Though common, this configuration comes with a caveat: if a subsidiary seconds is needed, as is convention with chronographs, then additional gearing is needed to relocate the seconds from the centre to a sub-dial. In short, the simpler chronograph mechanism is accompanied by the extra complexity of the indirect seconds.

The designers of the cal. 4130 took the decision to position the fourth wheel at six o’clock in order to have a directly-driven subsidiary seconds. But at the same time, the chronograph seconds is indirectly driven, since the fourth wheel is far from the centre of the movement.

One possible reason behind the unconventional layout was efficient use of space. Placing the fourth wheel at six o’clock leaves the central portion of the movement free for the chronograph minutes and automatic winding mechanism, resulting in a calibre that’s as slim and compact as possible.

The construction of the cal. 4130 has its vertical clutch driven indirectly via a secondary gear train sitting just above the fourth wheel. The vertical clutch, in turn, drives the chronograph seconds wheel when it is engaged.

These additional wheels can result in play between the teeth when they mesh, which may result in “stutter” of the chronograph seconds hand – which is where the UV-LIGA wheel steps in to save the day. The wheel makes it possible to have a secondary going train and an indirect seconds with zero “stutter”, which would have been unimaginable without UV-LIGA parts.

Another upside of the UV-LIGA wheel is doing away with the tensioner spring for the chronograph seconds wheel. Traditionally installed to keep a modest amount of force on the wheel, the tensioner spring prevents “flutter” or jerking, caused by backlash when the wheel rotates. While the tensioner spring allows for crisp motion of the wheels and hands, it generates friction, creating wear and energy loss.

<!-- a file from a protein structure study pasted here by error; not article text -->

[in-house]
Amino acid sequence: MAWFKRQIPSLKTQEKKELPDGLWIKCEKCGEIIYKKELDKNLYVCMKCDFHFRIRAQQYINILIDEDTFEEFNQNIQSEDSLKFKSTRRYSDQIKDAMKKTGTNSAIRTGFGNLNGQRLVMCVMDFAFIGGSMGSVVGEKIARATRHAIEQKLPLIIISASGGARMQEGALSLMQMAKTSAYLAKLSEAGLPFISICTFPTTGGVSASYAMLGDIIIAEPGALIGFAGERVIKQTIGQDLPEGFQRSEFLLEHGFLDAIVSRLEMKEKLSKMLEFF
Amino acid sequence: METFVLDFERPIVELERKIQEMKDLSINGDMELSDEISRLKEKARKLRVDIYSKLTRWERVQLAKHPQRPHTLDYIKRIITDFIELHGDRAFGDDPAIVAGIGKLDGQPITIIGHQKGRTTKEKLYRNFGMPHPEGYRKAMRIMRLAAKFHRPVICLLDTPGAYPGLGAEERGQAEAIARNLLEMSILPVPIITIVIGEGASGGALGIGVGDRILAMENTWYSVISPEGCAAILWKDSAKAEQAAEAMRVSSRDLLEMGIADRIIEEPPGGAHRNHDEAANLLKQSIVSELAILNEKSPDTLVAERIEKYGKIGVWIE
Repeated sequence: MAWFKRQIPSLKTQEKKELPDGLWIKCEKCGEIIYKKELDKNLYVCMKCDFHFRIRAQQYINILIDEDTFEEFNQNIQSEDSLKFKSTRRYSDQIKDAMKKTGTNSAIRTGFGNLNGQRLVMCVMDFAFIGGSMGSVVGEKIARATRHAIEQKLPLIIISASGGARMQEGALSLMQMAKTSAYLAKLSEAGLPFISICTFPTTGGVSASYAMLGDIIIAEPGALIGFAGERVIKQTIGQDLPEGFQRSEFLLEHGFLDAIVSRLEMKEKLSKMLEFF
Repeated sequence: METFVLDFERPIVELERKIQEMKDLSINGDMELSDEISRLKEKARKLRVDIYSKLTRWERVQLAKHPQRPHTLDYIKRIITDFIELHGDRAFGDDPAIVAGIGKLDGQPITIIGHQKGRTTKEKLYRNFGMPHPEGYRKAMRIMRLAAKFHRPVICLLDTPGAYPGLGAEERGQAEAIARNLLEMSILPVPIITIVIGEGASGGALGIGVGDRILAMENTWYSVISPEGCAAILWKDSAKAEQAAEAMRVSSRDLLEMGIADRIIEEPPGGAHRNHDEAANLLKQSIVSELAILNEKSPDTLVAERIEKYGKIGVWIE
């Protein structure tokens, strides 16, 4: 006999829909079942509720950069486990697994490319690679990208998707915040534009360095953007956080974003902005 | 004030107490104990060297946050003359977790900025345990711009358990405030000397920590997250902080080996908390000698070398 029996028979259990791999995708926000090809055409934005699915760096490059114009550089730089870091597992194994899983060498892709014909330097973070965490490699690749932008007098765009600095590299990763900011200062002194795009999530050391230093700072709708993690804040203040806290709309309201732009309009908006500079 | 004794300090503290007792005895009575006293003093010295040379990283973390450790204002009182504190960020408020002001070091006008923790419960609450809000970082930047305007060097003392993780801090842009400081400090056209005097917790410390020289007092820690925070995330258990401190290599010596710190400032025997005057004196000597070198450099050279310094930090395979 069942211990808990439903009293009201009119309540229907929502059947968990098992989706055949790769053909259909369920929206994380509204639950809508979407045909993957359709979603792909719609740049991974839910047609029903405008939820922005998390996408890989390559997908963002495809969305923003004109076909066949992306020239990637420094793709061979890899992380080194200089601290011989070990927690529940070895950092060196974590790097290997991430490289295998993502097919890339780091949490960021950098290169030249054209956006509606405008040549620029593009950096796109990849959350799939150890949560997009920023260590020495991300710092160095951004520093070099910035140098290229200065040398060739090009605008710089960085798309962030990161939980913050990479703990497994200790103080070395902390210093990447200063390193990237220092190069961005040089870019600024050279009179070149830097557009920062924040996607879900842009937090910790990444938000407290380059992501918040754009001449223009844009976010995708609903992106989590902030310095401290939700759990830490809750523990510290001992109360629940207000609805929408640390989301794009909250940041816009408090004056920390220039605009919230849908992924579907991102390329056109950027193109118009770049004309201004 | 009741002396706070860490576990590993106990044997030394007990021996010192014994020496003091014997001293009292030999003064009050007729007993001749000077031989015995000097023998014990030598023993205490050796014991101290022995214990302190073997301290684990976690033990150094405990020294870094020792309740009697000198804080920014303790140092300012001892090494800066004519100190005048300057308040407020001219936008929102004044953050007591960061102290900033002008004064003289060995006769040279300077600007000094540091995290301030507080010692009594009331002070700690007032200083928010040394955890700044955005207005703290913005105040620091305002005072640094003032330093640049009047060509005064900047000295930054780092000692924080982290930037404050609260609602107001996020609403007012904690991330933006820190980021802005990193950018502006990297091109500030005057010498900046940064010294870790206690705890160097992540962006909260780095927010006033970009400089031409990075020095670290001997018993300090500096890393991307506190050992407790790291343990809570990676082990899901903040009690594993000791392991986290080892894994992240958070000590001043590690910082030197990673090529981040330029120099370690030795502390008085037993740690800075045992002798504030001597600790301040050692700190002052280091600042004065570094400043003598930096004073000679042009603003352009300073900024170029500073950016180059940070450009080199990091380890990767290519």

Since UV-LIGA wheels eliminate backlash, the tensioner spring is unnecessary, which then reduces the frictional load on the movement and unnecessary wear under the wheels. That said, UV-LIGA wheels do operate with marginally greater friction due to the tighter meshing of the sprung, skeletonised teeth. But the increase in friction is minuscule, and does not impact the power reserve of the movement.

Progressive innovation

Invisible, incremental upgrades like the UV-LIGA wheel are testament to Rolex’s commitment to the longevity of its movements that need only the occasional nip and tuck as new technology emerges to make them better. Rolex excels at this, in part due to the large pool of watches sold and serviced, as well as the company’s institutional culture of planning for the very, very long term.

As many of its peers roll out new movements on a regular basis, it is almost a certainty that Rolex has rolled out similar upgrades across all its longstanding movements, albeit in the discreet manner that is a hallmark of the company. As to why incremental upgrades instead of an entirely new calibre, the age-old adage comes to mind: if it ain’t broke, why fix it?


 

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Longines Introduces the Legend Diver Watch in Bronze

Bronze case and no date.